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Use the right oil

Get it hot, hot, hot

​Test with a spoon

​Rinse or soak for crunch

​Dry for safety

Take a break between batches

Don’t spice until the time is right

​Stop breading drop-off

​Drain well

​Start fresh

Oils with a high smoke point are best for frying. The smoke point is the temperature when oil starts to decompose and smoke. When the oil starts to decompose it makes your fried foods taste bad and can even be a fire hazard. Oils with high smoke points include peanut, safflower, sunflower and canola. Lard and vegetable oil has a smoke point of 360 to 370 degrees Fahrenheit (182 to 187 Celsius), so it isn't as good a choice as the other oils listed.

Caption by / Photo by Alina Bradford

If your foods are coming out of the fryer saturated in oil, it's probably because you didn't let it heat the oil up enough. The faster the food cooks, the less oil it absorbs. Put a meat thermometer in the center of the fryer to test how hot the oil is before you add your foods. The oil should be between 375 degrees Fahrenheit (190 Celsius) and 440 degrees Fahrenheit (225 Celsius).

Caption by / Photo by Alina Bradford

Don't have a thermometer? Dip a wooden spoon in the oil. If the oil bubbles around the spoon, it is ready for frying.

Caption by / Photo by Alina Bradford

When you cut foods like potatoes, starchy juices are released. Getting rid off those starches gives you a crunchier texture. Give freshly cut French fries or other starchy foods a good rinse or soak before frying them. Some cooks recommend soaking potatoes and other starchy foods anywhere from 30 minutes to hours in cold water for the perfect crunch. Others recommend rinsing in vinegar or cold water.

Caption by / Photo by Alina Bradford

No matter if you choose to soak or rinse, just make sure to pat your foods dry before you place them in the fryer. Water can make oil pop and explode, which can lead to burns. Cold water also lowers the temperature of the oil.

Caption by / Photo by Alina Bradford

Putting food in a fryer lowers the temperature of the grease. Wait a few minutes for the grease to heat up again before putting in the next batch.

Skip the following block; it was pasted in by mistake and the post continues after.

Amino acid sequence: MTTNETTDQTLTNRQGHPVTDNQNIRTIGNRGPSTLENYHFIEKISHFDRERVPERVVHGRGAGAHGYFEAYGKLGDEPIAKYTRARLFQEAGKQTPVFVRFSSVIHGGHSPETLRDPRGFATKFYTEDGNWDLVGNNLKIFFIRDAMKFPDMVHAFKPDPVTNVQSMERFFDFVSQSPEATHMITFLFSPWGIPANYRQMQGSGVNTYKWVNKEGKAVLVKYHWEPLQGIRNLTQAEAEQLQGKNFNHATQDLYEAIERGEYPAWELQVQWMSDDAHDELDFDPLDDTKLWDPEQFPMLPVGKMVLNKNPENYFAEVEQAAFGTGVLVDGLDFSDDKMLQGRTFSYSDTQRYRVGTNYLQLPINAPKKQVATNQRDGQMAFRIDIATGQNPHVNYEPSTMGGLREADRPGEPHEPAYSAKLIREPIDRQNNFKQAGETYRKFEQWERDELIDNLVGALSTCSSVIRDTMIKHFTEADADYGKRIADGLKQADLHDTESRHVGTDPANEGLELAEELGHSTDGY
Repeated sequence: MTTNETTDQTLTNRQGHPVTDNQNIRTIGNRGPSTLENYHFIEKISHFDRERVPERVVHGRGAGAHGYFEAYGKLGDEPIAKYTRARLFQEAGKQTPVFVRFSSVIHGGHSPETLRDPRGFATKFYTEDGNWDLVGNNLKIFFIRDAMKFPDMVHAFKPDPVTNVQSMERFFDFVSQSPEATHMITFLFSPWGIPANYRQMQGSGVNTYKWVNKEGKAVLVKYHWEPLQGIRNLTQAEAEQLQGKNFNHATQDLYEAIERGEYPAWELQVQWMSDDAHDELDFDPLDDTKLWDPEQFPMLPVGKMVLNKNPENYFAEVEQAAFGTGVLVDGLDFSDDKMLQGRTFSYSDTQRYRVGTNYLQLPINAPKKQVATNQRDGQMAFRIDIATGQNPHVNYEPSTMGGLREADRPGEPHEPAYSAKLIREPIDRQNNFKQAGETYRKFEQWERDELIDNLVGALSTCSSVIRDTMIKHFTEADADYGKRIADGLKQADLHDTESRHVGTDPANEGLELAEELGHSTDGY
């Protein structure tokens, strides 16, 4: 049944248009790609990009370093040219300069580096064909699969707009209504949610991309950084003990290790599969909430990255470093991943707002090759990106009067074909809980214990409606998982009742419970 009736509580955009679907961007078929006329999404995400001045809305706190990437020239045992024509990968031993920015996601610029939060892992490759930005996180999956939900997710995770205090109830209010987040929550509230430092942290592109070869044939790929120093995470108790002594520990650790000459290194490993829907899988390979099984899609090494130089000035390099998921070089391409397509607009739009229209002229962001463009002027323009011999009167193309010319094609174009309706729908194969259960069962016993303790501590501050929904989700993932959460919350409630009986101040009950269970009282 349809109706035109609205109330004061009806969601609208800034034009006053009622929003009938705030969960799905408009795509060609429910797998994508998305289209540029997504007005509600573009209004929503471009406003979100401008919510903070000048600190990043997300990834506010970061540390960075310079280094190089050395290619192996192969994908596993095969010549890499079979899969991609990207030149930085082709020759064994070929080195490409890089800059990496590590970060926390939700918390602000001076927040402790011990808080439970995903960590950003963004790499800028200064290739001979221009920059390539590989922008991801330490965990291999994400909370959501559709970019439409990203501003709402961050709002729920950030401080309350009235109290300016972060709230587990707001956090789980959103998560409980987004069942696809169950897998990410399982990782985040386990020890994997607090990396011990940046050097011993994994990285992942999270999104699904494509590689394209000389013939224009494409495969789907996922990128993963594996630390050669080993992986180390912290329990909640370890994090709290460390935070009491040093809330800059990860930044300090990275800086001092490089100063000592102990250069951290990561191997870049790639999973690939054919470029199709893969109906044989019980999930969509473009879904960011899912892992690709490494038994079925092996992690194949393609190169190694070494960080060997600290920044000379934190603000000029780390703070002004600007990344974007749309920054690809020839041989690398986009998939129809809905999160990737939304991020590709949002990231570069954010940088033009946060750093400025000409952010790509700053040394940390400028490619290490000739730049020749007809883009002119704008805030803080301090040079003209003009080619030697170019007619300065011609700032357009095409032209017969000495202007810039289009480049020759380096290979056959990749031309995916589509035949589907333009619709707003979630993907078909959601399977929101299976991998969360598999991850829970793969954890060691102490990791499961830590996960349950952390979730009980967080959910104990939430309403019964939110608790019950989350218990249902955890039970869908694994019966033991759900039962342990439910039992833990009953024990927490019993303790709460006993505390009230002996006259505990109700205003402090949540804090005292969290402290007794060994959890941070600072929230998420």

Caption by / Photo by Sarah Tew/CNET

Wait to salt and pepper your foods until they are out of the fryer. If you season foods before you fry, the seasonings will fall off and you'll have burnt seasonings floating in your fryer.

Caption by / Photo by Alina Bradford

Does the breading always fall off of your fried foods? The solution is three-fold. First, you need to coat properly. Dredge your food in flour, then dip it in egg or buttermilk, and then coat it with breadcrumbs. Second, don't touch it while it cooks. Third, use a fry basket or a spatula to remove the food from the oil to avoid tearing the coating.

Caption by / Photo by Alina Bradford

Letting fried foods soak in oil makes them soggy. To prevent limpness, place a cookie sheet next to your deep fryer and set a cooling rack on top. As soon as you take food out of the fryer, place it on the cooking rack. The excess oil will dip down to the cookie sheet and your fried foods will stay crunchy.

Caption by / Photo by Alina Bradford

Some say you can use frying oil over and over again, but for the best results start fresh. Old oil can transfer flavors from the last thing your fried to your new batch. Oil can also become rancid over time. So, after the grease cools toss it and clean out your fryer. Many towns have recycling areas where you can drop off your used cooking grease.

Caption by / Photo by Alina Bradford
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